“ All this concerns merely the style, as style ; for, in other respects, we often meet with much (in the Elizabethan styles that deserves praise ; convenient arrangement and contrivance, striking effect, and much cleverness of construction and execution, although, so far from being pure or refined, the taste displayed may be decidedly vulgar and coarse. I freely confess that the merits I have just mentioned were retained in the architecture of the North of Europe during the 16th and 17th centuries. I say retained, because the Gothic style that was then abandoned had been treated with masterly skill, and showed disciplined artificers in all that belongs to mechanical execution; consequently, the ability thus produced had only to employ itself upon a fresh task.” (p. 18.)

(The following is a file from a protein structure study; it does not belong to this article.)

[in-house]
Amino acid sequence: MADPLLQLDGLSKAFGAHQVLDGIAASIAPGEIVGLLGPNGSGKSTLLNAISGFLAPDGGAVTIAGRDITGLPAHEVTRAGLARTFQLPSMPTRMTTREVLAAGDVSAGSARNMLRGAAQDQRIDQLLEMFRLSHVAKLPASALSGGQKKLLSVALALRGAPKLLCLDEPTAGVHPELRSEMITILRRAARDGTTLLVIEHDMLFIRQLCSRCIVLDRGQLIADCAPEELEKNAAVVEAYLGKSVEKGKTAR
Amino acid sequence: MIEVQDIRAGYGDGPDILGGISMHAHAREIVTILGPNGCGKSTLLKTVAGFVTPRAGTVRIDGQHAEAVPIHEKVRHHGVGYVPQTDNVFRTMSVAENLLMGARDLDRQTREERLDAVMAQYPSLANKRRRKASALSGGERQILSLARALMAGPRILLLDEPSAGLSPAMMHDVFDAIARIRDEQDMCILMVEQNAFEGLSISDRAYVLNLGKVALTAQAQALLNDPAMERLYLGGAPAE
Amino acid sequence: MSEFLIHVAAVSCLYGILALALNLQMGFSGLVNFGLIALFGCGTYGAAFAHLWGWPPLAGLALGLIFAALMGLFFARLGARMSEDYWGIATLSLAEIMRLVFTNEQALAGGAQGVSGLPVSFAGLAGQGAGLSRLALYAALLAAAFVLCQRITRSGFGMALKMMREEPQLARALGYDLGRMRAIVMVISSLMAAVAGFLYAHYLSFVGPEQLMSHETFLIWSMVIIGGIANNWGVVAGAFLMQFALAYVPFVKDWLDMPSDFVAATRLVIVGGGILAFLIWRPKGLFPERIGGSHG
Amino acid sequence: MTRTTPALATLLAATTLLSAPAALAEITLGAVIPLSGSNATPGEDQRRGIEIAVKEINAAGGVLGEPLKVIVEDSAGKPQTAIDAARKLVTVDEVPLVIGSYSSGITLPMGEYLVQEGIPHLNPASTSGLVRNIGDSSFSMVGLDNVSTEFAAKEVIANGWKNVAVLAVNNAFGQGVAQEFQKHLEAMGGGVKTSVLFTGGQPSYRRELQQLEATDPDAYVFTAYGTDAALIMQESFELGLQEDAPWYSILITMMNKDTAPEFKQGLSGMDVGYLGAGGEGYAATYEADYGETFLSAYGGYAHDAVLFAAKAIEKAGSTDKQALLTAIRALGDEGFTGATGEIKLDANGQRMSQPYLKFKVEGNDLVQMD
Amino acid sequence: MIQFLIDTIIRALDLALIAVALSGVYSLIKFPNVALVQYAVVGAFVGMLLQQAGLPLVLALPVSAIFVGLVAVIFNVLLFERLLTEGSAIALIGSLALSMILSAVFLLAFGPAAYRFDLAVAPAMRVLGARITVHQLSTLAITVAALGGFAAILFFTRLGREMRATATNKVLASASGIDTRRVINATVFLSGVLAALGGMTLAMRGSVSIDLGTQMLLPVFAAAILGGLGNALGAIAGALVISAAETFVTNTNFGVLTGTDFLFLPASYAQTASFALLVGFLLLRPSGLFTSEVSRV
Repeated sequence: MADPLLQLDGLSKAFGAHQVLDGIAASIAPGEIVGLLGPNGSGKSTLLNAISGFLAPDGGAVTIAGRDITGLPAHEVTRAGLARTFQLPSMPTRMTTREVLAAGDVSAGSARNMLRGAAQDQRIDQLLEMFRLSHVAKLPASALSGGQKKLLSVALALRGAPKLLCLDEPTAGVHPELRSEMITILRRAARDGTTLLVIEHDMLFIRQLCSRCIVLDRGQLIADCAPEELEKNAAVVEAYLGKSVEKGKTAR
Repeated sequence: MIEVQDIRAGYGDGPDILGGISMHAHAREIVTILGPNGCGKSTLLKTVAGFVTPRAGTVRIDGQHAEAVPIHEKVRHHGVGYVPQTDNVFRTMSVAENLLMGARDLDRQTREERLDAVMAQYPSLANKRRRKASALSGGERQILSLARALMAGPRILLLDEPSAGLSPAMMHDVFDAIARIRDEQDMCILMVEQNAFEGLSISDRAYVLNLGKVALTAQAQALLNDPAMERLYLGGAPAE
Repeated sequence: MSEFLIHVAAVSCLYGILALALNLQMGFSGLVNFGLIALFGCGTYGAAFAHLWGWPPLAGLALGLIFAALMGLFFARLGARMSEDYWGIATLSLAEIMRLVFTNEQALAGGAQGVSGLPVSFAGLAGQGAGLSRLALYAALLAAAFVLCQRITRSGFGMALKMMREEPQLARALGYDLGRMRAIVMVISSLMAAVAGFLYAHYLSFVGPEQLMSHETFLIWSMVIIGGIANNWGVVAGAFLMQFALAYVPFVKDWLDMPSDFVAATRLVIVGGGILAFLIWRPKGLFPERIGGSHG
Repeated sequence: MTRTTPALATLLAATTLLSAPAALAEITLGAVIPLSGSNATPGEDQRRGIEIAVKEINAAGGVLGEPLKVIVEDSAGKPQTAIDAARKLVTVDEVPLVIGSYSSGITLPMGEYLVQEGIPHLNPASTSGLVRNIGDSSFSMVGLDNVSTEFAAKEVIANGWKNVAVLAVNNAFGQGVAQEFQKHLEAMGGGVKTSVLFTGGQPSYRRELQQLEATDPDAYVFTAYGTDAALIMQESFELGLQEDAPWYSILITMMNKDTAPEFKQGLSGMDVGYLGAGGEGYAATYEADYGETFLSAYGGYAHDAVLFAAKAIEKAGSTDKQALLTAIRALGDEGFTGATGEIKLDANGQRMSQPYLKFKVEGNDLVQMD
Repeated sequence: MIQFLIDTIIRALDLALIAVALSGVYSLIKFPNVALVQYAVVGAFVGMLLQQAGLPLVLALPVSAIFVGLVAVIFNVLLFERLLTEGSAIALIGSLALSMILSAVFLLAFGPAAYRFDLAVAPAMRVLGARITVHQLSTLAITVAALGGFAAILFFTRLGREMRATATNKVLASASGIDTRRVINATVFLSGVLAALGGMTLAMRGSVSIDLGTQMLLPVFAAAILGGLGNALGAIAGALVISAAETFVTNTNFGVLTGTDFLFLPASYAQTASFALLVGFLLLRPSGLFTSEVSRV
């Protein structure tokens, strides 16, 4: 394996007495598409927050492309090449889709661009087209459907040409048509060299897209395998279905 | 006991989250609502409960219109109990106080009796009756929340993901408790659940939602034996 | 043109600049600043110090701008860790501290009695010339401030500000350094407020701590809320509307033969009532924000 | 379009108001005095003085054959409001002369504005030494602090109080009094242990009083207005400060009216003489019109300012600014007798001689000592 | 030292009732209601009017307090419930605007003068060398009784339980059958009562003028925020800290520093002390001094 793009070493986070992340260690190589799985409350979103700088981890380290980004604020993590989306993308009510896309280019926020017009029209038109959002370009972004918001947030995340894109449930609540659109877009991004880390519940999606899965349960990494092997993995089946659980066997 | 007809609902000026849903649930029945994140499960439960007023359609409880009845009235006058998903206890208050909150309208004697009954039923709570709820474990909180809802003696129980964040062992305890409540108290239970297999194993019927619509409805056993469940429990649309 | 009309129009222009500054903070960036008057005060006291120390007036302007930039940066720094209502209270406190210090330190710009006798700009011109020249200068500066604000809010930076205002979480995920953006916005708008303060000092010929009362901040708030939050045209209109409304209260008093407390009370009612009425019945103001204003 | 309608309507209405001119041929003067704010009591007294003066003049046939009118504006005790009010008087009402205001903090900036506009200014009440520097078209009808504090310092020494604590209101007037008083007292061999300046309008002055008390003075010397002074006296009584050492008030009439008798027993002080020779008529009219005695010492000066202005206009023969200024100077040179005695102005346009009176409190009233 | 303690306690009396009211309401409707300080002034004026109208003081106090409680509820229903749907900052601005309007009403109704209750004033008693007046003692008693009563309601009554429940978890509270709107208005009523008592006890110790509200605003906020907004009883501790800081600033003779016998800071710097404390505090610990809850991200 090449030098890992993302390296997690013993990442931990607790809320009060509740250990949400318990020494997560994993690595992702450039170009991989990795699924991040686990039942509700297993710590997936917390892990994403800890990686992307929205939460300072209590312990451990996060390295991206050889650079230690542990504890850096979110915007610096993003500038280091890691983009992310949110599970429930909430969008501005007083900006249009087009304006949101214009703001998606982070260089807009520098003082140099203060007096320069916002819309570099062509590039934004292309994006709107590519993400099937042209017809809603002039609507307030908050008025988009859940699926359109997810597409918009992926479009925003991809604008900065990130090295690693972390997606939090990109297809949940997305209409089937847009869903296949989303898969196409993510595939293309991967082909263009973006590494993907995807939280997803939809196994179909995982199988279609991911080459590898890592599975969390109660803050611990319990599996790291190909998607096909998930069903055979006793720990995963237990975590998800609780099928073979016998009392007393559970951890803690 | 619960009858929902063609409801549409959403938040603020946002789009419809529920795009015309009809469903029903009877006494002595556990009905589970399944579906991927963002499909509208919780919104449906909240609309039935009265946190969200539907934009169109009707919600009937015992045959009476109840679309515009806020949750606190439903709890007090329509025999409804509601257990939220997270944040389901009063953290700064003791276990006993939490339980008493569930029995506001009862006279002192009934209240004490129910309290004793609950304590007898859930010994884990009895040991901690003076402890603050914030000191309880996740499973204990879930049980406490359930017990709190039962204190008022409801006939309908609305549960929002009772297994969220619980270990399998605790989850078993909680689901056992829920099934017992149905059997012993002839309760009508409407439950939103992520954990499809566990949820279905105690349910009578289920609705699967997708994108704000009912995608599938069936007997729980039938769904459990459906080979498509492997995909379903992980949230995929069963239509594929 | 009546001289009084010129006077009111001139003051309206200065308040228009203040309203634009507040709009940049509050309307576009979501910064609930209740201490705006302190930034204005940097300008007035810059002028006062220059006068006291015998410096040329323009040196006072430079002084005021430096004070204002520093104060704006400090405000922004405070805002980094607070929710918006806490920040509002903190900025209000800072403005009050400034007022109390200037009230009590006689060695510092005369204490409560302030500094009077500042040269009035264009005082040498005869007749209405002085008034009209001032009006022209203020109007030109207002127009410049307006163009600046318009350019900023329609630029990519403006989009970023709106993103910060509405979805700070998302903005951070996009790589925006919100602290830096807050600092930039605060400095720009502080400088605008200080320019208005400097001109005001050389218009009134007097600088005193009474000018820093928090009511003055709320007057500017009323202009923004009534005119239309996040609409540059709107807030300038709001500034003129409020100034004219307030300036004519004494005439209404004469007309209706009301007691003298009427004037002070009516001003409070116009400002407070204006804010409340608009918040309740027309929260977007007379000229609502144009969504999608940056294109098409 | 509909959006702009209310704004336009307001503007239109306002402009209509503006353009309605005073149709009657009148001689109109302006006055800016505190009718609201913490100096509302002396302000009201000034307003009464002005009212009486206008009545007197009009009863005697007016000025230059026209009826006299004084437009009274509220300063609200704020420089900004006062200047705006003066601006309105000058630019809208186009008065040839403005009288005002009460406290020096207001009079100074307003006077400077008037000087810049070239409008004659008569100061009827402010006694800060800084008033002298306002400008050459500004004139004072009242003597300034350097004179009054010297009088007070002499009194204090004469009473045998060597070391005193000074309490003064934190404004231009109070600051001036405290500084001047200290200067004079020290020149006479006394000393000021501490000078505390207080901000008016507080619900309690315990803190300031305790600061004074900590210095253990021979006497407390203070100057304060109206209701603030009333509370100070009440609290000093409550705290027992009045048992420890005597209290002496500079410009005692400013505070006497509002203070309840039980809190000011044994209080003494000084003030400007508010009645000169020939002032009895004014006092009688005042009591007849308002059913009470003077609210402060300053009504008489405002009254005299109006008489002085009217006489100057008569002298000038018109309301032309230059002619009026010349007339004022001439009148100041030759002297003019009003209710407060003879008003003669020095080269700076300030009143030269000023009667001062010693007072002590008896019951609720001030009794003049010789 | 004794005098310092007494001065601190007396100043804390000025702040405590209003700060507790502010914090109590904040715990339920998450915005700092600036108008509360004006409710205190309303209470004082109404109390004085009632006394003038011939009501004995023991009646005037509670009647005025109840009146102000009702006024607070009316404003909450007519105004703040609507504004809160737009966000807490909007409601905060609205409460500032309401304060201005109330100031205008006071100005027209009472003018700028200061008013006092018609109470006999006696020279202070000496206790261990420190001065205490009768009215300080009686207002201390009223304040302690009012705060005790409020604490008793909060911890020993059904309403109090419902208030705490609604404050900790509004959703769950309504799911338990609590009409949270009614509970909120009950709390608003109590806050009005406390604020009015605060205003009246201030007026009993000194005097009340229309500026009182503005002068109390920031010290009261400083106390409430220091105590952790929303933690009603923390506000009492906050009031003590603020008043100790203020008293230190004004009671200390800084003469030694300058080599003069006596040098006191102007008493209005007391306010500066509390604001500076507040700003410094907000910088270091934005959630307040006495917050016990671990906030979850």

With respect to the suitableness of the Greek style for modern purposes, our architect observes : “ If we allow that, as far as it procceded, Grecian architecture is stamped by perfect beauty, it is of little moment to our argument whether it was so comprehensive as it might have been, and had sufficiently developed itself for those purposes which we now more especially require, since the perfection it did actually attain in the direction it took ought to be sufficient to inspire the artist. It was not necessary that the latter should surrender up the freedom belonging to him as such, and confine himself to following Grecian motives and intentions. In fact, the peculiar charms, or the grace and freshness, of Grecian architecture become withered, as soon as we begin to treat it according to dry systematic rules. The Vitruvius capable of legislating for it according to its genius and true spirit, perhaps is not yet born.” (p. 19.)